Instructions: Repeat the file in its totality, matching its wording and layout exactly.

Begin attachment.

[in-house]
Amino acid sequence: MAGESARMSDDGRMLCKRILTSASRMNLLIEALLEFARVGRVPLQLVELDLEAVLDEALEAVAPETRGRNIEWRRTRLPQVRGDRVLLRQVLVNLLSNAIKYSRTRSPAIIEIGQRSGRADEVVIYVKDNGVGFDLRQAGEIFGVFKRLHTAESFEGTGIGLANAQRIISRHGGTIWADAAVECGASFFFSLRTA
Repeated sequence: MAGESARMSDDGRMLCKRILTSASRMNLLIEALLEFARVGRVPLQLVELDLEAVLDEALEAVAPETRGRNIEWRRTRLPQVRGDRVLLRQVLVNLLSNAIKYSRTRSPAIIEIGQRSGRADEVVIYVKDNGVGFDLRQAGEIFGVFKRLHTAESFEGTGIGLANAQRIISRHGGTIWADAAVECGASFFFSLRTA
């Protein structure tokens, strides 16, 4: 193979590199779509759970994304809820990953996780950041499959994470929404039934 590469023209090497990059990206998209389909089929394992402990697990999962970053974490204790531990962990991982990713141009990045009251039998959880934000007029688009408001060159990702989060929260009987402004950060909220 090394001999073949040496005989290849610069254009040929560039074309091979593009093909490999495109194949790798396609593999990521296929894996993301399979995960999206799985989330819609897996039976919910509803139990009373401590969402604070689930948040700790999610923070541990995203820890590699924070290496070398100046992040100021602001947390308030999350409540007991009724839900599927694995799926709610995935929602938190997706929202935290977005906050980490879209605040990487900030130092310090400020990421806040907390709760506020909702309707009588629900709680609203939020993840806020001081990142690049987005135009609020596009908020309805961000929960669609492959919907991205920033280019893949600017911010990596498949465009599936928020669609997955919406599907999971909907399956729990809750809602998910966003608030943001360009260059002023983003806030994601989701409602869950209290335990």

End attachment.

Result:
[in-house]
Amino acid sequence: MAGESARMSDDGRMLCKRILTSASRMNLLIEALLEFARVGRVPLQLVELDLEAVLDEALEAVAPETRGRNIEWRRTRLPQVRGDRVLLRQVLVNLLSNAIKYSRTRSPAIIEIGQRSGRADEVVIYVKDNGVGFDLRQAGEIFGVFKRLHTAESFEGTGIGLANAQRIISRHGGTIWADAAVECGASFFFSLRTA
Repeated sequence: MAGESARMSDDGRMLCKRILTSASRMNLLIEALLEFARVGRVPLQLVELDLEAVLDEALEAVAPETRGRNIEWRRTRLPQVRGDRVLLRQVLVNLLSNAIKYSRTRSPAIIEIGQRSGRADEVVIYVKDNGVGFDLRQAGEIFGVFKRLHTAESFEGTGIGLANAQRIISRHGGTIWADAAVECGASFFFSLRTA
């Protein structure tokens, strides 16, 4: 193979590199779509759970994304809820990953996780950041499959994470929404039934 590469023209090497990059990206998209389909089929394992402990697990999962970053974490204790531990962990991982990713141009990045009251039998959880934000007029688009408001060159990702989060929260009987402004950060909220 090394001999073949040496005989290849610069254009040929560039074309091979593009093909490999495109194949790798396609593999990521296929894996993301399979995960999206799985989330819609897996039976919910509803139990009373401590969402604070689930948040700790999610923070541990995203820890590699924070290496070398100046992040100021602001947390308030999350409540007991009724839900599927694995799926709610995935929602938190997706929202935290977005906050980490879209605040990487900030130092310090400020990421806040907390709760506020909702309707009588629900709680609203939020993840806020001081990142690049987005135009609020596009908020309805961000929960669609492959919907991205920033280019893949600017911010990596498949465009599936928020669609997955919406599907999971909907399956729990809750809602998910966003608030943001360009260059002023983003806030994601989701409602869950209290335990």